- Associated Press - Saturday, April 9, 2016

NASHVILLE, Tenn. (AP) - Tennessee’s drinking water generally has lead levels well below those that have raised concerns in Flint, Michigan, an Associated Press survey of U.S. Environmental Protection Agency data has found.

But the fact that a utility shows no lead in its system is no guarantee that an individual home served by that system is lead-free. Even if a public water system has no lead pipes, lead can still enter drinking water through the home plumbing. That’s especially true in older homes that may have lead service lines leading from the meter to the house, lead-based solder on interior copper pipes, or brass fixtures that leach lead.

Randal Braker is the general manager at the Duck River Utility Commission, which serves about 60,000 people in the Tullahoma and Manchester area. His system was just under the EPA limit during the last round of testing even though there is no lead in the service lines.

Braker said a few old homes with lead problems can push a system over the limit. And samples can sometimes vary from one day to the next.

“We’re never going to be able to say we have perfect water - it’s a solvent!” he said. “You just have to be practical and committed to having the best water we can.”

Periodic lead testing from a sample of home water taps is required by the EPA, and in Tennessee that testing is coordinated by the Department of Environment and Conservation.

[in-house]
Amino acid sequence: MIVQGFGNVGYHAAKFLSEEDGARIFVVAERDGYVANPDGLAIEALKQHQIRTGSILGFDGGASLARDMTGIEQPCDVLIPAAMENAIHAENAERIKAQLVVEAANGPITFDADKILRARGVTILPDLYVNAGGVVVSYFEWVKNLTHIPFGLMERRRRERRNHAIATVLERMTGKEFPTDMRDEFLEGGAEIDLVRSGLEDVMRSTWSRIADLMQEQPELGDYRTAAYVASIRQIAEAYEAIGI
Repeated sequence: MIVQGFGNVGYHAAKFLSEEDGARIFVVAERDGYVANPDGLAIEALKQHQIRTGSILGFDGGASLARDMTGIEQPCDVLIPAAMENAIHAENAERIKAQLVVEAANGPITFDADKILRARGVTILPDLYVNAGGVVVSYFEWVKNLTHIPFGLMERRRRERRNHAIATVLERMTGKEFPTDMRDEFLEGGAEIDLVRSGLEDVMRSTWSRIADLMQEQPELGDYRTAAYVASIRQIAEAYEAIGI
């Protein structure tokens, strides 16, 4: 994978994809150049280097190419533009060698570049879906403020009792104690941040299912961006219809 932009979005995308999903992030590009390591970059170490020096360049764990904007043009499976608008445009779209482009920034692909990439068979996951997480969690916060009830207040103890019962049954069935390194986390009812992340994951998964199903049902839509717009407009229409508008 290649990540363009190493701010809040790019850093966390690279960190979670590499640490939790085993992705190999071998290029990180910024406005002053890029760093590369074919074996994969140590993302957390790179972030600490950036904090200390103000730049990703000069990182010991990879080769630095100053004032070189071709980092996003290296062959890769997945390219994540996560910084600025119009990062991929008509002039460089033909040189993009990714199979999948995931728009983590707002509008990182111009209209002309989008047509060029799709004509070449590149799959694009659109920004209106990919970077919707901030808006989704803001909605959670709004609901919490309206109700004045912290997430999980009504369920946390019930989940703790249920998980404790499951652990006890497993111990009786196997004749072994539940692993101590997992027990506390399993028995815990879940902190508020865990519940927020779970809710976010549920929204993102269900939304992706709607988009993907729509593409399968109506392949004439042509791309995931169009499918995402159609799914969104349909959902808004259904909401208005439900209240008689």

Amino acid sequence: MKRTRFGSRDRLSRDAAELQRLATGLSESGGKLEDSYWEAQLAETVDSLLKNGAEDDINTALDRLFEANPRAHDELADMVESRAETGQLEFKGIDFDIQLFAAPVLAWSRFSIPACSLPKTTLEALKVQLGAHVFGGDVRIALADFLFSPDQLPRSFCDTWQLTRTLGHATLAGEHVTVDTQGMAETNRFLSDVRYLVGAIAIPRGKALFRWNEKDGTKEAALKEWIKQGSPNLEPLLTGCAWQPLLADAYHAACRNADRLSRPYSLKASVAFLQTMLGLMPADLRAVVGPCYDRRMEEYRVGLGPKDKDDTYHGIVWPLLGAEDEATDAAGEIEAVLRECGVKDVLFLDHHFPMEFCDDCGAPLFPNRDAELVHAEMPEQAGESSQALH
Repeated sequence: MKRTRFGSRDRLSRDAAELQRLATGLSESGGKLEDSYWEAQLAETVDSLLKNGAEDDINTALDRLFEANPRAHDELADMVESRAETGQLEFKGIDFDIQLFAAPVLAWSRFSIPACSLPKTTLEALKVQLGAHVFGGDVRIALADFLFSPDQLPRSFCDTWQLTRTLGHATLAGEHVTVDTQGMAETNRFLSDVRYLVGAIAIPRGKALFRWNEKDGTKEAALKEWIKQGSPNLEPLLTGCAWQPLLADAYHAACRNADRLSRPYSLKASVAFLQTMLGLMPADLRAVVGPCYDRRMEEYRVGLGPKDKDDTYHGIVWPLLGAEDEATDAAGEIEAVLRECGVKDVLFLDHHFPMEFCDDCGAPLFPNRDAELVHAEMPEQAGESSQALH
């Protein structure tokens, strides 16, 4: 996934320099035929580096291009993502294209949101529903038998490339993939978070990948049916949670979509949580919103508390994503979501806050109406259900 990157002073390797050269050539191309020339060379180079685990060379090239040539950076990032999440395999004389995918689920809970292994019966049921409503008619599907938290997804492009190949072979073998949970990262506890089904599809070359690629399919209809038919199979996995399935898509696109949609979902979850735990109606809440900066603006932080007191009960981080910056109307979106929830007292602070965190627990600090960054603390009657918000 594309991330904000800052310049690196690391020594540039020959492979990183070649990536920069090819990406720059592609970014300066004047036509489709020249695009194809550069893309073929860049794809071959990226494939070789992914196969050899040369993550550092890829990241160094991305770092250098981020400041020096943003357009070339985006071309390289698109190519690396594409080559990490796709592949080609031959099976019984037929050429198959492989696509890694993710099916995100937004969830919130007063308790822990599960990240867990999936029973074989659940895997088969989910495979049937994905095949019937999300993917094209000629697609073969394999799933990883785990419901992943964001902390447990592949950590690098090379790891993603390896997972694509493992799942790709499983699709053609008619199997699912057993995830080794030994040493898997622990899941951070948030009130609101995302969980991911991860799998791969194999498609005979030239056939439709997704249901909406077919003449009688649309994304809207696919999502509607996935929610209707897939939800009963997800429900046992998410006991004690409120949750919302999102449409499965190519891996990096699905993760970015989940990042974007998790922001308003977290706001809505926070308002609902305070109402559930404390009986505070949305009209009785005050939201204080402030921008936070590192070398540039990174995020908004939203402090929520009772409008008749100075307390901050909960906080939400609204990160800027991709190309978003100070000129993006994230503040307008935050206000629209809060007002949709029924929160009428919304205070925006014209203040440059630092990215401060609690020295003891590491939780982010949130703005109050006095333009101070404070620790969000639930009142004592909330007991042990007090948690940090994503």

TDEC Commissioner Robert Martineau, in a recent letter to the EPA, outlined steps the state is taking in response to the Flint crisis. Those steps include taking a closer look at corrosion control measures that essentially coat all the pipes in a system to prevent lead from leaching into the water. Another change will require utilities to inform their customers more quickly about sampling results and lead problems.

In Tennessee, in addition to water sampling, children are tested for lead in their blood as part of the childhood lead poisoning prevention program. High lead levels are reported to the Health Department, said Dr. Michael Warren, an assistant health commissioner with the state Health Department.

The largest drinking water distributor in Tennessee is Memphis Light, Gas and Water, which serves a population of about 650,000 with water from an underground aquifer.

President and CEO Jerry Collins said the system still has lead service lines, but the utility is steadily replacing them whenever it makes repairs. Memphis touts the quality of its drinking water and earlier this year sent 12,000 bottles of its tap water to Flint.

Nashville’s Metro Water Services, the second largest provider in the state, serves about 550,000 people with water drawn from the Cumberland River. Spokeswoman Sonia Allman said that, like Memphis, Nashville replaces its lead service lines whenever it makes repairs.

Because work on the lines can sometimes dislodge the protective coating that corrosion control provides, Nashville flushes its lines and also asks residents to flush their lines after the repairs are complete. And since the Flint crisis, the utility has added an additional step of testing for lead at all homes and businesses after doing any work on the lines that run to their water meters.

The only Tennessee water system that has tested over the EPA limit for lead in recent years is the Watauga River Regional Water Authority, which serves about 38,000 people in the Elizabethton area.

Executive Director Bryon Trantham said the problem arose three years ago when the authority first began supplying lake water to people who had been drinking well and spring water. After adjusting the water’s acidity and adding a corrosion controller, the water has tested under the lead limit for the past year.

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